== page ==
Posted by Editoress on 09/11/05
MTB World Cup DH Final Fort William, Scotland
Britannia ruled on Sunday at the Downhill World Cup Final in Fort William, Scotland, with Steve Peat (Orange) and Tracy Moseley (Kona-Les Gets) delivering a pair of wins to the partisan crowd of over 10,000.
While the overall World Cup titles had already been won by Greg Minnaar (G-Cross Honda) and Sabrina Jonnier (Intense), and the top-3 overall standings were pretty much set, riders still had a lot of desire to win in front of the fanatical downhill fans that Fort William attracts.
The 2.46 kilometre course runs in an almost straight line down the side of one of the mountains that makes up the Ben Nevis range. With an average gradient of 11%, and the steepest pitches over 20%, the rough and rocky course requires speed and endurance.
Both Peat and Moseley set the fastest times in the morning seeding runs, and would start last. In the women's race, Angelika Hohenwarter (Austria) set the early fast time of 5:46.10, which stood up for 10 riders before Emma Guy (Great Britain) knocked a slim two-hundredths of a second off. After that, the lead was changing almost every rider. Kathy Pruitt (Luna), fifth from last, put in a strong time at 5:02.50, but two riders later the new Junior world champion, Rachel Atherton (Great Britain), came through over a second and a half faster. Jonnier couldn't beat Atherton's time, so it was down to Moseley, who became the only woman to crack the five minute barrier, with a time of 4:59.97, despite a crash.
"I had a good semi run; I tried to be smooth, pick good lines and not go too hard at the top because it is such a long course." explained Moseley. "It started to rain just as I was beginning my final, and I slid out on the rocks at the top, so I backed off a bit. I guess that made it pretty close, but it was enough to win."
Steve Peat admitted that he was feeling some pressure going into the race, a race that he has not won before, despite being the usual favourite. "There's always pressure, but here it is definitely higher. The crowd wanted me to win - I have never heard a louder crowd. I was pretty nervous about the rain; I had a power nap between the semi and the final, and when I woke up there was a wet mist."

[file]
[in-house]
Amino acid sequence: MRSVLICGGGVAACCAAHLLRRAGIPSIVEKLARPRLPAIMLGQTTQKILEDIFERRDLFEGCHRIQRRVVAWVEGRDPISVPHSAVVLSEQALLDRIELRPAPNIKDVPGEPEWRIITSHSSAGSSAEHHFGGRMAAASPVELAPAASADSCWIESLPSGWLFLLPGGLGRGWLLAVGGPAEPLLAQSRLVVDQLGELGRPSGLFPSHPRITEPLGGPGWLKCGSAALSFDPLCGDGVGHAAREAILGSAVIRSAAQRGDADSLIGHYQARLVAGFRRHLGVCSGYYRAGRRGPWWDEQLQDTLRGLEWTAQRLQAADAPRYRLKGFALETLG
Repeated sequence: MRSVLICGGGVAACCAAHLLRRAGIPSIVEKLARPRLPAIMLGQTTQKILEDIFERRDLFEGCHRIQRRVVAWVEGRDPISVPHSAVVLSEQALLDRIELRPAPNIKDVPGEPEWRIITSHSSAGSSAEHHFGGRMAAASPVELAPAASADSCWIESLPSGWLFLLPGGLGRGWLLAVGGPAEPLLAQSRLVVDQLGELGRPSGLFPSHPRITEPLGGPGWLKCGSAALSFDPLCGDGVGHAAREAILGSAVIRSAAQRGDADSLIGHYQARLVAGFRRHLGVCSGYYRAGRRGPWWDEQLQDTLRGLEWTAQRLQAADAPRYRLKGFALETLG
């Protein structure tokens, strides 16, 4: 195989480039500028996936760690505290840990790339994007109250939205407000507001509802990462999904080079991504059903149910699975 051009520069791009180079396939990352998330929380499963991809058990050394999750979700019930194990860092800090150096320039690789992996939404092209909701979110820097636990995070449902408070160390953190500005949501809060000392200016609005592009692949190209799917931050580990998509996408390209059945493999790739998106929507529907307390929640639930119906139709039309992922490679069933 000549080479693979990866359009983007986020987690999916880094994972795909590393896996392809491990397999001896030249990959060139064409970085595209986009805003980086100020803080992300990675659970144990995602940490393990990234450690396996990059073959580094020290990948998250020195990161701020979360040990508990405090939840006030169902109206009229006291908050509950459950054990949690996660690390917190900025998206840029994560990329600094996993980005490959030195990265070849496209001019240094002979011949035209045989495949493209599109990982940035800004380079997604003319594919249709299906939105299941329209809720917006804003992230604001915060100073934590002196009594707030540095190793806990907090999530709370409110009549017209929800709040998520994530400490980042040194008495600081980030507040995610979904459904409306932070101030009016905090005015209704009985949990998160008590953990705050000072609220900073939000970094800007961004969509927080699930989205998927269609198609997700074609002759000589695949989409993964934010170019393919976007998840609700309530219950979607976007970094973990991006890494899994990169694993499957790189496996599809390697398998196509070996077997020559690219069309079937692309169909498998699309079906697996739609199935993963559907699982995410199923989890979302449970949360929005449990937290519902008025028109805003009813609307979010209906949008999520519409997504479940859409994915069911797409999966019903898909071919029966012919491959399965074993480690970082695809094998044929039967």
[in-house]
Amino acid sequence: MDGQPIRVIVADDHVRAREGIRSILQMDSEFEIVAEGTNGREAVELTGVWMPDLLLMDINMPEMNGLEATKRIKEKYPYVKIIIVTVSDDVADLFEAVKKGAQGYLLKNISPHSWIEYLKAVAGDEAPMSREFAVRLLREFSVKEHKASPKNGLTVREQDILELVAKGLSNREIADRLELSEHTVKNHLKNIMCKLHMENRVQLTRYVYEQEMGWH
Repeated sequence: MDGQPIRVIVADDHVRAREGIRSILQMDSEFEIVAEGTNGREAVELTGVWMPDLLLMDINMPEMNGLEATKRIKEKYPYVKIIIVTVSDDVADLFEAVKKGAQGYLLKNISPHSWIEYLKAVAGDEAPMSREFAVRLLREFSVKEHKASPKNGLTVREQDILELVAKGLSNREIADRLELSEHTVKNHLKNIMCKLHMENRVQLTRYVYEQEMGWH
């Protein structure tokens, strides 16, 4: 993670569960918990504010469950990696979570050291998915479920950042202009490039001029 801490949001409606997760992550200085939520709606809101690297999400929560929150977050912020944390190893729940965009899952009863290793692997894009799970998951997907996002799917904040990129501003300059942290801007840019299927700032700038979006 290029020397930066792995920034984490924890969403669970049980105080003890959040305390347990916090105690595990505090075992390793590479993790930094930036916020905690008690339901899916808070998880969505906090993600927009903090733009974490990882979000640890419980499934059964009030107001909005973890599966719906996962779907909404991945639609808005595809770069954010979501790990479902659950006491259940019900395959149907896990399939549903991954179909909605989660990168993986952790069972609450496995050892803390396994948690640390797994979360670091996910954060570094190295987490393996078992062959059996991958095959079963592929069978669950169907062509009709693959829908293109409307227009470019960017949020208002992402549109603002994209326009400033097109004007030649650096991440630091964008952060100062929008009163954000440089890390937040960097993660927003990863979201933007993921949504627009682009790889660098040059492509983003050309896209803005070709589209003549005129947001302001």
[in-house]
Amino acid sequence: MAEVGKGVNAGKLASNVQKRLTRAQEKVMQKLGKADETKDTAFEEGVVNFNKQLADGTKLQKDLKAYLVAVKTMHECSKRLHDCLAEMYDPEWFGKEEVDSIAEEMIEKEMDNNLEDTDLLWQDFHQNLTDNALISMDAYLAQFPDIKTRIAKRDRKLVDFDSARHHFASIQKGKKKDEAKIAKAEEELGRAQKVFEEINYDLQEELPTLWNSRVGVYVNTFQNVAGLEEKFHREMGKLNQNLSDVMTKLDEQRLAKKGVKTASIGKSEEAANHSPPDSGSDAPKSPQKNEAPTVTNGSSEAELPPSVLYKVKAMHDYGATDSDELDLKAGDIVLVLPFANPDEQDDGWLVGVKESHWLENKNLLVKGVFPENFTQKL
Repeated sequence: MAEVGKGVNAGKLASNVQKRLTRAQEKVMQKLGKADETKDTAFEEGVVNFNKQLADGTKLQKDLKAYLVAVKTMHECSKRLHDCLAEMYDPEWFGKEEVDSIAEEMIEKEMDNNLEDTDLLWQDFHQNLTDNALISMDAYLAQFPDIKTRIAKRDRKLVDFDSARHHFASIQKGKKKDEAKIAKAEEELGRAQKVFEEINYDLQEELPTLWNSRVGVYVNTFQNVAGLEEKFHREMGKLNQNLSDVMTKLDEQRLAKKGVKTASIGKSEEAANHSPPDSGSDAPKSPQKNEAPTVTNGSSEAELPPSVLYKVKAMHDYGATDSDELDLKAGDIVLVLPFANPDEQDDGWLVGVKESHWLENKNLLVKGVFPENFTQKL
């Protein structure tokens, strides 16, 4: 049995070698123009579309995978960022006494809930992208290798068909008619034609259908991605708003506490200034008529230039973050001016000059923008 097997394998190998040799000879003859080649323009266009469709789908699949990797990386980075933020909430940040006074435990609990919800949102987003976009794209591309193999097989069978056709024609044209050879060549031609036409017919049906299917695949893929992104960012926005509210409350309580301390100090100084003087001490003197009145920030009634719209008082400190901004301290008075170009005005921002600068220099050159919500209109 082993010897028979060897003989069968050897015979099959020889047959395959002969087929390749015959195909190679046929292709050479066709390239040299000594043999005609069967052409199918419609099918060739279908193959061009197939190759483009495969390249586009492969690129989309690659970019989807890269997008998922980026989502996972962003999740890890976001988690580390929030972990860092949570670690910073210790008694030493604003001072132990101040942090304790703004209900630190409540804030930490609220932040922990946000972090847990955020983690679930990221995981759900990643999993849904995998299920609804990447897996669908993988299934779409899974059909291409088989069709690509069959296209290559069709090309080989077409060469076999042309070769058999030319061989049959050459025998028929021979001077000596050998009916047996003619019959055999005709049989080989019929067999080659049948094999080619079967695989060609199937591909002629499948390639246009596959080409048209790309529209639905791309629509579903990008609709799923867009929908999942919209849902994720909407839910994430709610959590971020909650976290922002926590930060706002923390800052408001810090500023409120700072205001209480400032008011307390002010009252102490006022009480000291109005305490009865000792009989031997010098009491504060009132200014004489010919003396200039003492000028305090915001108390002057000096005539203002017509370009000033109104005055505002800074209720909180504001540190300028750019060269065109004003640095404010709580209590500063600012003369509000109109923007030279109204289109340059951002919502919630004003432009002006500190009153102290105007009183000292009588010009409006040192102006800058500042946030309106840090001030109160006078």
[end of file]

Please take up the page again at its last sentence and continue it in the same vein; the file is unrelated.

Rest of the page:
Minnaar's countryman Andrew Neethling, the seventh rider off, set the early fast time, which would hold up for nearly half the field before Filip Polc (Slovakia) finally knocked 13-hundredths off. Brit Neil Donoghue was the next to move into the hot seat after taking over two seconds off Polc's time, and his time stood up through a number of favourites, including world champion Fabien Barel (Kona Les Gets), who crashed, and Australian Mick Hannah. Finally, as the top-10 qualifiers started coming down the course, the time began to drop rapidly.
Chris Kovarik (Australia) took eight seconds off, and then Minnaar knocked another two seconds off that time. As the final six riders came down, Minnaar's time continued to hold up. Nathan Rennie (Australia) had a faster intermediate split, but lost time in the lower section to finish over a second back.
Finally, it was Peat's turn, and he put in the fastest split of the day, nearly half a second ahead of Minnaar. In the lower half he was even faster, finishing over two seconds in front of Minnaar. As he approached the line, and the crowd could see that he would win, a deafening roar went up, and Peat was engulfed by a mob of well wishers after sliding to a halt.
"My run was all good, really smooth, no problems at all. It was pretty huge to win, probably one of the sweetest wins of my career."
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